‘Dark day’ for Mille Lacs walleye stirs anger

Published 10:02 am Tuesday, August 4, 2015

ISLE  — On the wind-swept shores of Lake Mille Lacs, the abrupt end to this year’s walleye fishing season sunk in Monday with a mix of nervousness, resentment and resolve.

Mille Lacs, one of Minnesota’s “Big Six” sport-fishing lakes, is synonymous with the walleye, the official state fish that draws fishermen from far and wide and breathes millions into the local economy. Now, with its population plummeting, the Department of Natural Resources ordered an unprecedented moratorium on walleye fishing effective at 10 p.m.

For Dereke Voge, the closure is a test of how much his two-boat fishing guide business depends on walleye. He was taking a tour out for “one last hurrah” Monday night. He said his sales have been sliced in half over the last three years as the DNR has imposed stricter walleye harvest quotas. Daily trips out on the lake are a thing of the past.

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“It’s gotten down to where we’re only going out a couple times during the week. The weekends aren’t multiple trips like it used to be,” he said. “We’ve pretty well seen it coming. It’s still hard to handle.”

Resort owners are bracing for cancelations once word gets out that walleye are off-limits — even though the lake is still a prime place for small-mouth bass, northern pike and muskie.

“We’ll weather it,” Nelle Phillips, a manager at Hunter Winfield’s Resort, said on the 132,000-acre lake’s southern end. “It’s going to have an impact for sure.”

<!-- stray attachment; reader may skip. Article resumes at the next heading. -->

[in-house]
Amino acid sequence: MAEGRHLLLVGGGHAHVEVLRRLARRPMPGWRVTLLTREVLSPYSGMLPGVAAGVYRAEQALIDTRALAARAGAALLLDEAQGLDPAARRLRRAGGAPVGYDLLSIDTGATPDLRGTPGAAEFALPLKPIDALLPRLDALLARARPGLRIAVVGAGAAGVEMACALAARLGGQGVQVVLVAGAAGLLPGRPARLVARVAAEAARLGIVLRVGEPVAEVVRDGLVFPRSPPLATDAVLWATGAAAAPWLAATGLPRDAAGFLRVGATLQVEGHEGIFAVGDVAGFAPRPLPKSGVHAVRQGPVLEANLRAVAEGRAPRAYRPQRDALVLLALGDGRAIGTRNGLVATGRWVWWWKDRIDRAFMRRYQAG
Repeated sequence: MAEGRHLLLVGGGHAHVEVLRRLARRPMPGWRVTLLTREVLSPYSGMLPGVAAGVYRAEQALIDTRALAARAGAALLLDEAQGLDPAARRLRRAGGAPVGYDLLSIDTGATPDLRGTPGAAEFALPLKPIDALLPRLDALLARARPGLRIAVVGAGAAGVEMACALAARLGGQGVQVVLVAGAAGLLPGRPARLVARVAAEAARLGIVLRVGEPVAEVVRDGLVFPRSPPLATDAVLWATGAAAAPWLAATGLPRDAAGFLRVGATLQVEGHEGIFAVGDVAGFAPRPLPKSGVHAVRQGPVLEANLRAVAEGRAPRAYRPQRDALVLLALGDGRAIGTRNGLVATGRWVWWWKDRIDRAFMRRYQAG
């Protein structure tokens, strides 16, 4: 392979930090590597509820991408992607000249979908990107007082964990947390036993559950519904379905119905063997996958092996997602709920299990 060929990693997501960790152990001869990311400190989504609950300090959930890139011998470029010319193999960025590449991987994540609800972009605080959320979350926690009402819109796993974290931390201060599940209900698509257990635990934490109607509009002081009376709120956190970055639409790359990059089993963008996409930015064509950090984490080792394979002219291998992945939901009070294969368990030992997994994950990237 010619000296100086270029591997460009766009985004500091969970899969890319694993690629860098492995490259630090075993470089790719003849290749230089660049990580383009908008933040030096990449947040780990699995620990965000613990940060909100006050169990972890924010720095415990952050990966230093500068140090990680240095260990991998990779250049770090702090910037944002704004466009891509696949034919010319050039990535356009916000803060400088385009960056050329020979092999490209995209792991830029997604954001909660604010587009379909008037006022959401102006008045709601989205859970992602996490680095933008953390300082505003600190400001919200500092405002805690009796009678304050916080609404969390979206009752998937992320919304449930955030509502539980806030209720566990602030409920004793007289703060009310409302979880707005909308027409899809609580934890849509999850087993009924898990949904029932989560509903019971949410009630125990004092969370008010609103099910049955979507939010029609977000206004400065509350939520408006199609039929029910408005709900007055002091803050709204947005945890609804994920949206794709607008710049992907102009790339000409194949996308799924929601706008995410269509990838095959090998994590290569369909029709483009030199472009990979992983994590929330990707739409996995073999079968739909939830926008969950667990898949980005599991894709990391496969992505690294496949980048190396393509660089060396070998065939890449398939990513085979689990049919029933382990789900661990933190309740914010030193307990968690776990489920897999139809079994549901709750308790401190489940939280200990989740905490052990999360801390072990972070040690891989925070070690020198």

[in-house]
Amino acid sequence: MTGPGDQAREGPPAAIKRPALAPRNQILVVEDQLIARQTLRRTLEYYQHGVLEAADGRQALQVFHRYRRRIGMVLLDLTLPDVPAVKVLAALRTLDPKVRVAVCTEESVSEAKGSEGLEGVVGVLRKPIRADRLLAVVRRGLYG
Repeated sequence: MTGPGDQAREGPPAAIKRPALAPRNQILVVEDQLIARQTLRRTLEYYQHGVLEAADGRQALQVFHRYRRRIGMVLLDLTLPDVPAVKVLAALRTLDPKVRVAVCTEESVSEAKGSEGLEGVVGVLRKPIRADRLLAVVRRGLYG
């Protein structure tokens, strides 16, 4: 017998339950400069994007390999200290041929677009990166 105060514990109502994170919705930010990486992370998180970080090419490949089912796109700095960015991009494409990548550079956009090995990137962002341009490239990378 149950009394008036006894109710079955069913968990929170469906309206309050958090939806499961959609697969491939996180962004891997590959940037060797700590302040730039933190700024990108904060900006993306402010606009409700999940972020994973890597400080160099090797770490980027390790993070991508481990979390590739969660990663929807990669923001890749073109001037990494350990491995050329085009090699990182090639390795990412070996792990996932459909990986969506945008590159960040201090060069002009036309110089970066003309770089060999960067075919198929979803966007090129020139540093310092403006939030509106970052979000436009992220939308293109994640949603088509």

It’s such a big deal that Gov. Mark Dayton is weighing a special session for a Mille Lacs bailout.

“It’s a dark day for Minnesota fishing and certainly the people of Mille Lacs,” Dayton said in St. Paul on Monday, announcing he would travel to the lake Saturday to fish for bass and other species thriving in Mille Lacs in hopes of promoting continued tourism.

Dayton spoke by phone with top legislators about scheduling an emergency session for later this month though no immediate decisions were made. It could include approving low-interest loans, tax abatements, potential grants and other assistance to resort owners, bait shops and charter operators affected by the walleye halt.

The DNR ordered the ban after its census showed anglers and Indian tribes with fishing rights had already exceeded the 40,000-pound quota, which was already lower than previous years. Commissioner Tom Landwehr said younger fish are having trouble growing and surviving because of natural predators in the water and hovering above it, warmer water temperatures changing the ecosystem and other pressures. He said there are signs the walleye is poised for a comeback, but tighter restrictions are needed to facilitate it.

“Hopefully the lake is beginning recovery,” Landwehr said, adding that there were no immediate plans to begin a walleye stocking program or push off the start of next spring’s season opening.